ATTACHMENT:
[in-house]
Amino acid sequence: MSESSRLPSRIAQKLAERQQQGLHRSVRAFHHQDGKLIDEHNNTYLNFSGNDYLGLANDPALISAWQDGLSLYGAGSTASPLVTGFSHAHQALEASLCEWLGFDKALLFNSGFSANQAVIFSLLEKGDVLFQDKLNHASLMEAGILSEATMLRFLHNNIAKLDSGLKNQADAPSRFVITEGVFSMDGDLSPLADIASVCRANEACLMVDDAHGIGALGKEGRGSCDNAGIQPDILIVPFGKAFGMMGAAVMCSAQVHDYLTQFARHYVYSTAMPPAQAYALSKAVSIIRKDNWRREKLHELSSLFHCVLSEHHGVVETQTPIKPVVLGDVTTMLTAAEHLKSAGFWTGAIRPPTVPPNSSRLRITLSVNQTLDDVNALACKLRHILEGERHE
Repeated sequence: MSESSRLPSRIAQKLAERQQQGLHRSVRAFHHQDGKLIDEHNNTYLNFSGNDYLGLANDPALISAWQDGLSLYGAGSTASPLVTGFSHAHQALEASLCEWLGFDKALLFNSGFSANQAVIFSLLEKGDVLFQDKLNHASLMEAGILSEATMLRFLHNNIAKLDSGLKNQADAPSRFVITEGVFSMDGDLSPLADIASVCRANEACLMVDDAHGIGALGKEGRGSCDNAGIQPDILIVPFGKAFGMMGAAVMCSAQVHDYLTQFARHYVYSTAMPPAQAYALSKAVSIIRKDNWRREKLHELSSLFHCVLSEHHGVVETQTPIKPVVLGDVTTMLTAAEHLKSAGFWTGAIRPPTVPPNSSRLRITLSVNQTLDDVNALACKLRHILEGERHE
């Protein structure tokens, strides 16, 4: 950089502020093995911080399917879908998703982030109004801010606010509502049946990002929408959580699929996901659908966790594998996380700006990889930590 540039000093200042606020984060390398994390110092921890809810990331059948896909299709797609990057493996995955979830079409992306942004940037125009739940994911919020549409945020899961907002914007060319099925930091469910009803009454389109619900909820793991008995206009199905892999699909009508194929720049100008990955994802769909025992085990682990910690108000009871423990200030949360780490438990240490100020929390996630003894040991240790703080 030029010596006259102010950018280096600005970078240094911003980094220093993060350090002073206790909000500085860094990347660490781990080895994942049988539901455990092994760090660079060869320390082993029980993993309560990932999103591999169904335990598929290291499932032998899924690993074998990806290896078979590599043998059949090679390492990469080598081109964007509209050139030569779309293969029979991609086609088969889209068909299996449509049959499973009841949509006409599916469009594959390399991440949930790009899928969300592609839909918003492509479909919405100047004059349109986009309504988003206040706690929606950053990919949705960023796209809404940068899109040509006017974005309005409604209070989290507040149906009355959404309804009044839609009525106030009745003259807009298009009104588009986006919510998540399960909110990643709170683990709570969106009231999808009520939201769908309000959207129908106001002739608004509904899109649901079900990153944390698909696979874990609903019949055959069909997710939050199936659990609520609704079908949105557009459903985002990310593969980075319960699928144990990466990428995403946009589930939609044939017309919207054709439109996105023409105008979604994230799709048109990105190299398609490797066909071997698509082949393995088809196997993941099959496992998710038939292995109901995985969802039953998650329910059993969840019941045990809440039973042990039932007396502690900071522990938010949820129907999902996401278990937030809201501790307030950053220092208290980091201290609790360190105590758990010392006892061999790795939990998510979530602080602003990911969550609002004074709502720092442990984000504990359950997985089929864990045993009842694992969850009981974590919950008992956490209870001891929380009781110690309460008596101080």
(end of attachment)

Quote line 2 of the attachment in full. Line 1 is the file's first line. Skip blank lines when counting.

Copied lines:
Amino acid sequence: MSESSRLPSRIAQKLAERQQQGLHRSVRAFHHQDGKLIDEHNNTYLNFSGNDYLGLANDPALISAWQDGLSLYGAGSTASPLVTGFSHAHQALEASLCEWLGFDKALLFNSGFSANQAVIFSLLEKGDVLFQDKLNHASLMEAGILSEATMLRFLHNNIAKLDSGLKNQADAPSRFVITEGVFSMDGDLSPLADIASVCRANEACLMVDDAHGIGALGKEGRGSCDNAGIQPDILIVPFGKAFGMMGAAVMCSAQVHDYLTQFARHYVYSTAMPPAQAYALSKAVSIIRKDNWRREKLHELSSLFHCVLSEHHGVVETQTPIKPVVLGDVTTMLTAAEHLKSAGFWTGAIRPPTVPPNSSRLRITLSVNQTLDDVNALACKLRHILEGERHE